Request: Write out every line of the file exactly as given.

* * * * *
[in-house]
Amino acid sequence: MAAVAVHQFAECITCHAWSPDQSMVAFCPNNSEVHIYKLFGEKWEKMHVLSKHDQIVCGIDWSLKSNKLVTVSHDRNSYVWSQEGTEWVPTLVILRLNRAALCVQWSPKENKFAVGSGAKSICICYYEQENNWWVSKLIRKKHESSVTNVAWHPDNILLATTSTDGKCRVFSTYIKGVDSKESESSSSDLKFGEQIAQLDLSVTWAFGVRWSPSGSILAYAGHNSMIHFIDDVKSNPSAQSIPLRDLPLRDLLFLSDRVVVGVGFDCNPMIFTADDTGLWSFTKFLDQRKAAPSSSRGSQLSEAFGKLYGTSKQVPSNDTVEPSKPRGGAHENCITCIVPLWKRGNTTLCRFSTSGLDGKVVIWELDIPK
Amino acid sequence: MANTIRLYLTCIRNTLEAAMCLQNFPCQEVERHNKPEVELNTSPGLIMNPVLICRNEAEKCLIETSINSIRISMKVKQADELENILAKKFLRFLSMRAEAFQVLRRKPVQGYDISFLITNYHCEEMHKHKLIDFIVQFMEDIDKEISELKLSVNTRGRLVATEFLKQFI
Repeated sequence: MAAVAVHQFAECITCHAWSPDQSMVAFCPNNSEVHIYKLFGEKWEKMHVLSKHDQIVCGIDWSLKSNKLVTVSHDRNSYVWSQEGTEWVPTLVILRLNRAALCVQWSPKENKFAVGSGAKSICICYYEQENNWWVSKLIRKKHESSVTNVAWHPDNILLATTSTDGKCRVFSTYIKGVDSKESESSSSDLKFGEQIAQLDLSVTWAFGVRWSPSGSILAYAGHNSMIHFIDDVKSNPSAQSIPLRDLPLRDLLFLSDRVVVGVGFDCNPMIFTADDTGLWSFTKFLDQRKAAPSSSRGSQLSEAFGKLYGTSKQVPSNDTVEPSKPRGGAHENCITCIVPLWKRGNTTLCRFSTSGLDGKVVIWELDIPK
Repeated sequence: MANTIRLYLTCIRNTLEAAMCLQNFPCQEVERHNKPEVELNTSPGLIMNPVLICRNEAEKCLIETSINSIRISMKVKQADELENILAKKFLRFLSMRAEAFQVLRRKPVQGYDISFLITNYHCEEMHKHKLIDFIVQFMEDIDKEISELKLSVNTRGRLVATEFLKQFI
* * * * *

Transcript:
[in-house]
Amino acid sequence: MAAVAVHQFAECITCHAWSPDQSMVAFCPNNSEVHIYKLFGEKWEKMHVLSKHDQIVCGIDWSLKSNKLVTVSHDRNSYVWSQEGTEWVPTLVILRLNRAALCVQWSPKENKFAVGSGAKSICICYYEQENNWWVSKLIRKKHESSVTNVAWHPDNILLATTSTDGKCRVFSTYIKGVDSKESESSSSDLKFGEQIAQLDLSVTWAFGVRWSPSGSILAYAGHNSMIHFIDDVKSNPSAQSIPLRDLPLRDLLFLSDRVVVGVGFDCNPMIFTADDTGLWSFTKFLDQRKAAPSSSRGSQLSEAFGKLYGTSKQVPSNDTVEPSKPRGGAHENCITCIVPLWKRGNTTLCRFSTSGLDGKVVIWELDIPK
Amino acid sequence: MANTIRLYLTCIRNTLEAAMCLQNFPCQEVERHNKPEVELNTSPGLIMNPVLICRNEAEKCLIETSINSIRISMKVKQADELENILAKKFLRFLSMRAEAFQVLRRKPVQGYDISFLITNYHCEEMHKHKLIDFIVQFMEDIDKEISELKLSVNTRGRLVATEFLKQFI
Repeated sequence: MAAVAVHQFAECITCHAWSPDQSMVAFCPNNSEVHIYKLFGEKWEKMHVLSKHDQIVCGIDWSLKSNKLVTVSHDRNSYVWSQEGTEWVPTLVILRLNRAALCVQWSPKENKFAVGSGAKSICICYYEQENNWWVSKLIRKKHESSVTNVAWHPDNILLATTSTDGKCRVFSTYIKGVDSKESESSSSDLKFGEQIAQLDLSVTWAFGVRWSPSGSILAYAGHNSMIHFIDDVKSNPSAQSIPLRDLPLRDLLFLSDRVVVGVGFDCNPMIFTADDTGLWSFTKFLDQRKAAPSSSRGSQLSEAFGKLYGTSKQVPSNDTVEPSKPRGGAHENCITCIVPLWKRGNTTLCRFSTSGLDGKVVIWELDIPK
Repeated sequence: MANTIRLYLTCIRNTLEAAMCLQNFPCQEVERHNKPEVELNTSPGLIMNPVLICRNEAEKCLIETSINSIRISMKVKQADELENILAKKFLRFLSMRAEAFQVLRRKPVQGYDISFLITNYHCEEMHKHKLIDFIVQFMEDIDKEISELKLSVNTRGRLVATEFLKQFI